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Mipel: New Venue, Same Challenges

A new location outside Milan did not discourage exhibitors and visitors from attending Mipel, the four-day leather goods exhibition here.

MILAN — A new location outside Milan did not discourage exhibitors and visitors from attending Mipel, the four-day leather goods exhibition here.

The exhibition was held in the new sprawling fairgrounds designed by Massimiliano Fuksas in Rho-Pero, about a half-hour subway ride from the center of Milan.

“The new site is fabulous,” said Roberto Briccola, chief executive officer of Bric’s. “The space is more rational and there are no more booths that seem to be privileged.”

Others, however, claimed there was room for improvement.

“I wish organizers had ventured into a new interior design, as well, rather than sticking with the same old blue carpeting and black fixtures,” said David McMillan, who designs David & Scotti.

Embellishments, vivid prints and ethnic touches were still dominant trends at the show, but there was also a return to more solid colors and subdued looks in comparison to last spring, especially on the larger shapes. More details adorned smaller bags.

“Minimalism is not back,” said McMillan. “If so, it’s more [seen on bags that have] an urban use and not in fashion. Embellishments are still there, but more tone-on-tone, with less contrasting detailing.”

Mipel, showcasing products for spring-summer, closed Sept. 25 and drew 20,614 visitors, a 4 percent increase compared with a year ago. Giorgio Cannara, president of Mipel, said he was pleased with this edition, although he conceded it was not marked by “euphoric business, given the international recession over the past few seasons.”

According to AIMPES, the Italian leather goods association, in the period between January and May, exports grew 18.2 percent compared with the same period last year, for a total value of 956.4 million, or $1.14 billion at current exchange. Exports to Japan rose 11.6 percent, 27.2 percent to Hong Kong, 41.2 percent to Taiwan and 29 percent to South Korea.

Europe also showed signs of improvement. Exports jumped 22.7 percent to Spain and 18.4 percent to the U.K.

Sales in the U.S. were flat with last year. Referring to the American market, Cannara said: “After a good 2004, business seems less dynamic, and is mainly supported by performance of travel cases, which registered a 35 percent growth.” Sales of handbags in the U.S. market grew 4.2 percent.

Although suitcases still account for about 70 percent of business at Bric’s, the company has been expanding its offering of fashion bags and accessories. Bric’s showcased canvas and leather beach totes featuring large starfish appliqués.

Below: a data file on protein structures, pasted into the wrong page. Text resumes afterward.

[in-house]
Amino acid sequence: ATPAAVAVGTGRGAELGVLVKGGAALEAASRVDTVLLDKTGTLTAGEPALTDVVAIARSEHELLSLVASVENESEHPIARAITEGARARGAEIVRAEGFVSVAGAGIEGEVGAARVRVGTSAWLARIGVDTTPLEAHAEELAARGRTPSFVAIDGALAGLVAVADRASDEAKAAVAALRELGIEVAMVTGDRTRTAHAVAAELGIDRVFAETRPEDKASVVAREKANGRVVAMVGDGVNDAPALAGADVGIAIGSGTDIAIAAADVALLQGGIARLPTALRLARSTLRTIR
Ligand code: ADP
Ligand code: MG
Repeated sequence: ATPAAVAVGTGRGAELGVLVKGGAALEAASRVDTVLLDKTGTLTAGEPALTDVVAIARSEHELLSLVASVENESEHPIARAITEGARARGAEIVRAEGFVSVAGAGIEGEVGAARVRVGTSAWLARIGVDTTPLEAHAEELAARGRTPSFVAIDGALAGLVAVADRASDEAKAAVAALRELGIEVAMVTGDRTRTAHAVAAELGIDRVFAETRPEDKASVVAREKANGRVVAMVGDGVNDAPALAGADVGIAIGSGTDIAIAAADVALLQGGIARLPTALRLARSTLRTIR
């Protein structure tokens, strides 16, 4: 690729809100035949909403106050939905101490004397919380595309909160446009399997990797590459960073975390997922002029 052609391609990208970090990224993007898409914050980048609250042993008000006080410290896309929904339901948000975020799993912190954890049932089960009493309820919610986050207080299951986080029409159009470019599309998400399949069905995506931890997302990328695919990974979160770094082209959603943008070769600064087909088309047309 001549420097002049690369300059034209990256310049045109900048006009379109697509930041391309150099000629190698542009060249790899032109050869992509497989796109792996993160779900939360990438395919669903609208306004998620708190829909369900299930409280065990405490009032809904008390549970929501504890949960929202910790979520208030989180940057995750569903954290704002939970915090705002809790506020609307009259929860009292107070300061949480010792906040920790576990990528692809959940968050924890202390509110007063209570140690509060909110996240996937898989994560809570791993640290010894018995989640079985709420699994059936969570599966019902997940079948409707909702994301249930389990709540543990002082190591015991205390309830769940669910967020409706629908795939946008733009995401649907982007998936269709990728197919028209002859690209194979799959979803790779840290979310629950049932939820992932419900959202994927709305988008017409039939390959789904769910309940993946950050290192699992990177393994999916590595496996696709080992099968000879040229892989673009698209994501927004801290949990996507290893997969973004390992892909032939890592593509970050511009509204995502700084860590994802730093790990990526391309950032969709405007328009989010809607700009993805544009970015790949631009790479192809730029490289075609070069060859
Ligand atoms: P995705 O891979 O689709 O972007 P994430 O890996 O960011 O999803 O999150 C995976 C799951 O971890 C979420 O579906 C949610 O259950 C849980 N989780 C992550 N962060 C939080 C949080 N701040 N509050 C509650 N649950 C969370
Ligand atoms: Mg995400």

Fornarina also presented a collection of bags with eye-popping patterns and colors. Materials and themes were mixed and matched, such as embroidered cotton and suede, metallic details with flower patterns and canvas and calf. The line is produced under license by Principe, which also manufactures accessories for Cerruti and Energie.

Marking its 50th anniversary, the company introduced its new concept store at Mipel. The retail project is named “Less is more.” With its minimal and functional look, chromium-plated metal and glass shelves, orange elements and coconut-wood floors, the stores, corners and in-store shops will carry all the lines produced by Principe. The first in-store shop will open at Milan’s Malpensa airport in December and the first flagship will open early next year in Via Manzoni, off tony shopping street Via Montenapoleone, replacing the existing brand store.

At David & Scotti, McMillan noted he will register a 60 percent increase in sales at the end of the year, reaching 4 million euros, or $4.8 million. Although he pointed out that Japan, the U.K., Hong Kong, Spain and France are the brand’s biggest markets, the designer said business in the U.S. grew by more than 30 percent.

In Japan, the company will open a brand store in Tokyo’s Aoyama district this winter. Three stores in China are also in the works.

“The sector is improving; we’ve passed the disaster zone and the market has cleaned out the nondirectional companies — as bad as this sounds,” said McMillan. “People must be more aggressive, and spend time on research and development. Design is the only weapon.”

McMillan said he expects to double sales within the next two years. The designer said he used “materials from common everyday use,” such as shoelaces or rope coils, to create crochet bags, embroideries and weaving. Knitted raffia and jute, sun-dried beading and hand-painted coconut wood flowers and fish added a summery feeling to the collection, also reflected in the color palette, which ranged from lemon, lime, tangerine and aqua to sand and brown.

“The market is stalled, but the high-quality and the Made in Italy [production and label] is an added asset,” said Mario Biasutti, president of Andrea Mabiani.

The company showcased soft totes in python skin; roomy holdalls in napa, ruched and clinched by a belt-like closure, and calfskin bags embellished with tiny studs.

Nazareno Gabrielli showed totes in mock ostrich skin and canvas in mustard, and roomy document cases, which are iconic Nazareno Gabrielli items.

In March, consultancy Key Group took control of the leather goods company, which was in financial difficulty. Key Group is investing 8 million euros, or $9.6 million, to 10 million euros, or $12.1 million, to relaunch the brand, which will celebrate its 100th anniversary in 2007 with the opening of a museum in Tolentino.

“We plan to roll out 30 stores in Italy over the next three years and expand the brand outside Italy,” said Sauro Ramazzotti, general manager. “With the spring-summer collection, we’ve doubled our points-of-sale in Italy to 200.”